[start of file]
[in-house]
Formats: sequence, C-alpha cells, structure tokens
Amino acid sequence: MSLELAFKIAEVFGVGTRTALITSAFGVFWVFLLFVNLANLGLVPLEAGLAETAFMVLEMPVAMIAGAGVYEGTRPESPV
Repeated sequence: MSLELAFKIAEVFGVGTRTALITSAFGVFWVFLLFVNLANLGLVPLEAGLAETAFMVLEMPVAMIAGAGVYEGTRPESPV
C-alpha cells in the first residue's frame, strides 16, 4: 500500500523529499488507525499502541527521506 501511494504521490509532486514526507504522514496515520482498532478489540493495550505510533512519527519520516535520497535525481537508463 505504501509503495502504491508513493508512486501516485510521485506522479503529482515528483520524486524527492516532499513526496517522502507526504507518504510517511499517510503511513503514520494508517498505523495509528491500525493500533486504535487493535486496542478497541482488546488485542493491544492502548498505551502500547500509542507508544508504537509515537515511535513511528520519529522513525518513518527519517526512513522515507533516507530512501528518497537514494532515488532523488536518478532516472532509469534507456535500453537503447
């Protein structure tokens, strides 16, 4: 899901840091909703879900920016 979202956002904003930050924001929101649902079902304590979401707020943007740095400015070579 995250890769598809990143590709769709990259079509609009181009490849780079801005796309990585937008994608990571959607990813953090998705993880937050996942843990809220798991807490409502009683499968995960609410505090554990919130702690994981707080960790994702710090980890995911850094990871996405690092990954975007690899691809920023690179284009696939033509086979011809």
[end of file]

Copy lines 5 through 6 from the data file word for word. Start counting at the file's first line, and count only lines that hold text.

C-alpha cells in the first residue's frame, strides 16, 4: 500500500523529499488507525499502541527521506 501511494504521490509532486514526507504522514496515520482498532478489540493495550505510533512519527519520516535520497535525481537508463 505504501509503495502504491508513493508512486501516485510521485506522479503529482515528483520524486524527492516532499513526496517522502507526504507518504510517511499517510503511513503514520494508517498505523495509528491500525493500533486504535487493535486496542478497541482488546488485542493491544492502548498505551502500547500509542507508544508504537509515537515511535513511528520519529522513525518513518527519517526512513522515507533516507530512501528518497537514494532515488532523488536518478532516472532509469534507456535500453537503447
């Protein structure tokens, strides 16, 4: 899901840091909703879900920016 979202956002904003930050924001929101649902079902304590979401707020943007740095400015070579 995250890769598809990143590709769709990259079509609009181009490849780079801005796309990585937008994608990571959607990813953090998705993880937050996942843990809220798991807490409502009683499968995960609410505090554990919130702690994981707080960790994702710090980890995911850094990871996405690092990954975007690899691809920023690179284009696939033509086979011809």